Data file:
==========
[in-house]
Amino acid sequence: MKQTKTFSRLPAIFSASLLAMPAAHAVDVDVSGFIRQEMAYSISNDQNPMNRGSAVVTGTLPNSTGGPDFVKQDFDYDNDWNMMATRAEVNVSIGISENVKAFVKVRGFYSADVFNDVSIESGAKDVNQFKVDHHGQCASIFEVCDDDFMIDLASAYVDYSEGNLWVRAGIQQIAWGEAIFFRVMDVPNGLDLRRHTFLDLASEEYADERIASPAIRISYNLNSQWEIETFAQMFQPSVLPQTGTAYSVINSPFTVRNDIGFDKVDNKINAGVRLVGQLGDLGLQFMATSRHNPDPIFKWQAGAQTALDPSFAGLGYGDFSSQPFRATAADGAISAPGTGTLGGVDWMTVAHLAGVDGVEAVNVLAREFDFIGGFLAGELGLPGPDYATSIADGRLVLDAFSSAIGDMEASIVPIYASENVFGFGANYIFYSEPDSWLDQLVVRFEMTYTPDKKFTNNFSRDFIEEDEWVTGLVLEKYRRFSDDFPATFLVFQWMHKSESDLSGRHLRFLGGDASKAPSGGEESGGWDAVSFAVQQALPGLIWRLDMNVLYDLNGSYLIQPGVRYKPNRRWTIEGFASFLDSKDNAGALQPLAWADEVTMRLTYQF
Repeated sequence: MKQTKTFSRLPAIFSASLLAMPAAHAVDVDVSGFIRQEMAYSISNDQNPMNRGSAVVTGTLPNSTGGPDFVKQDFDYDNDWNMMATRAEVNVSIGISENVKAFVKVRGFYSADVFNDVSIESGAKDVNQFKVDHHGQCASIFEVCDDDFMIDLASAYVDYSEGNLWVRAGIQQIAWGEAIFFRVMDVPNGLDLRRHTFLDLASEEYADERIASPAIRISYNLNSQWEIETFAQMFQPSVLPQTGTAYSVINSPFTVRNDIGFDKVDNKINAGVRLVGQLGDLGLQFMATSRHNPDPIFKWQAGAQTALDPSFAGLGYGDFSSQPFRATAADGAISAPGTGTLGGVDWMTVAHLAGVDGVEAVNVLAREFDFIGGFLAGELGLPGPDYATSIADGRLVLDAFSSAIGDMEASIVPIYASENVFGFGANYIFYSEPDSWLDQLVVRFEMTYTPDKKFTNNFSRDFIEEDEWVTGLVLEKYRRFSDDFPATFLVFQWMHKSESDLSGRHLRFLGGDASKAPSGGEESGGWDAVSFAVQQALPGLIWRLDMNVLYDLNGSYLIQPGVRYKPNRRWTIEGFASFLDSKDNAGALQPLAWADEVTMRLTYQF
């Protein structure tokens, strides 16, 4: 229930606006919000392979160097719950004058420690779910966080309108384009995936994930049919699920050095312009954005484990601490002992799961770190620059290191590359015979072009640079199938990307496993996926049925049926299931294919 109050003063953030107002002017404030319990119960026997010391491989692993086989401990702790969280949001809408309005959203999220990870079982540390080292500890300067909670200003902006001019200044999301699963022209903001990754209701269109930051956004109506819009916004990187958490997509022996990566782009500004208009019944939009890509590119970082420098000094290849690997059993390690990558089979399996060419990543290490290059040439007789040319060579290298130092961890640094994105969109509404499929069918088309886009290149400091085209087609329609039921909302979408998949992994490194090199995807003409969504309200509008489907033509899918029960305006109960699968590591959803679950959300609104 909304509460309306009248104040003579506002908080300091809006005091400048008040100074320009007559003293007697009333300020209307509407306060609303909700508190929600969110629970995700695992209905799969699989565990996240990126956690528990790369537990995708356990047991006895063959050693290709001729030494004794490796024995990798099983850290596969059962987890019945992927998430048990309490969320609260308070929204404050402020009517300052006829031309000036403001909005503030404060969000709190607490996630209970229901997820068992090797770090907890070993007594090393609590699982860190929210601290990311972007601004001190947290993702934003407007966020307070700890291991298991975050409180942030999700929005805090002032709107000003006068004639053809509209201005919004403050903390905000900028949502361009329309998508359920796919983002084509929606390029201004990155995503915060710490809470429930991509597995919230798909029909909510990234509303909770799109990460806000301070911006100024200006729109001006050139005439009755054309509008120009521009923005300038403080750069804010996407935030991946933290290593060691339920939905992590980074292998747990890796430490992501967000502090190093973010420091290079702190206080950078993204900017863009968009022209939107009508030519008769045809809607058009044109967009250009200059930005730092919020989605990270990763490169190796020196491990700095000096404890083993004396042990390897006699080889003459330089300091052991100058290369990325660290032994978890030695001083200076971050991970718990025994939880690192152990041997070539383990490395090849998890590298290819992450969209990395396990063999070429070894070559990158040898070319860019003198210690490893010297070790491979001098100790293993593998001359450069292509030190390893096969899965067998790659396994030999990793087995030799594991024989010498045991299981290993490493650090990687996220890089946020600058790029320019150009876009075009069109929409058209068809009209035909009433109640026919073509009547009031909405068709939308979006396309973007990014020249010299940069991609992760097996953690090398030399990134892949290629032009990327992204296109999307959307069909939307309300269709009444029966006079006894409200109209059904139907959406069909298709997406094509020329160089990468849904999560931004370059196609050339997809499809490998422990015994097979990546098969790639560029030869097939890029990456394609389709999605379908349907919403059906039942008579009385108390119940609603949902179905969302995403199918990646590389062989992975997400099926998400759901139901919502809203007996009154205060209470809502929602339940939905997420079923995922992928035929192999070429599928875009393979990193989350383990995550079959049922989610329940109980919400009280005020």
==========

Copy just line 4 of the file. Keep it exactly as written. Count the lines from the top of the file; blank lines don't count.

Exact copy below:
């Protein structure tokens, strides 16, 4: 229930606006919000392979160097719950004058420690779910966080309108384009995936994930049919699920050095312009954005484990601490002992799961770190620059290191590359015979072009640079199938990307496993996926049925049926299931294919 109050003063953030107002002017404030319990119960026997010391491989692993086989401990702790969280949001809408309005959203999220990870079982540390080292500890300067909670200003902006001019200044999301699963022209903001990754209701269109930051956004109506819009916004990187958490997509022996990566782009500004208009019944939009890509590119970082420098000094290849690997059993390690990558089979399996060419990543290490290059040439007789040319060579290298130092961890640094994105969109509404499929069918088309886009290149400091085209087609329609039921909302979408998949992994490194090199995807003409969504309200509008489907033509899918029960305006109960699968590591959803679950959300609104 909304509460309306009248104040003579506002908080300091809006005091400048008040100074320009007559003293007697009333300020209307509407306060609303909700508190929600969110629970995700695992209905799969699989565990996240990126956690528990790369537990995708356990047991006895063959050693290709001729030494004794490796024995990798099983850290596969059962987890019945992927998430048990309490969320609260308070929204404050402020009517300052006829031309000036403001909005503030404060969000709190607490996630209970229901997820068992090797770090907890070993007594090393609590699982860190929210601290990311972007601004001190947290993702934003407007966020307070700890291991298991975050409180942030999700929005805090002032709107000003006068004639053809509209201005919004403050903390905000900028949502361009329309998508359920796919983002084509929606390029201004990155995503915060710490809470429930991509597995919230798909029909909510990234509303909770799109990460806000301070911006100024200006729109001006050139005439009755054309509008120009521009923005300038403080750069804010996407935030991946933290290593060691339920939905992590980074292998747990890796430490992501967000502090190093973010420091290079702190206080950078993204900017863009968009022209939107009508030519008769045809809607058009044109967009250009200059930005730092919020989605990270990763490169190796020196491990700095000096404890083993004396042990390897006699080889003459330089300091052991100058290369990325660290032994978890030695001083200076971050991970718990025994939880690192152990041997070539383990490395090849998890590298290819992450969209990395396990063999070429070894070559990158040898070319860019003198210690490893010297070790491979001098100790293993593998001359450069292509030190390893096969899965067998790659396994030999990793087995030799594991024989010498045991299981290993490493650090990687996220890089946020600058790029320019150009876009075009069109929409058209068809009209035909009433109640026919073509009547009031909405068709939308979006396309973007990014020249010299940069991609992760097996953690090398030399990134892949290629032009990327992204296109999307959307069909939307309300269709009444029966006079006894409200109209059904139907959406069909298709997406094509020329160089990468849904999560931004370059196609050339997809499809490998422990015994097979990546098969790639560029030869097939890029990456394609389709999605379908349907919403059906039942008579009385108390119940609603949902179905969302995403199918990646590389062989992975997400099926998400759901139901919502809203007996009154205060209470809502929602339940939905997420079923995922992928035929192999070429599928875009393979990193989350383990995550079959049922989610329940109980919400009280005020």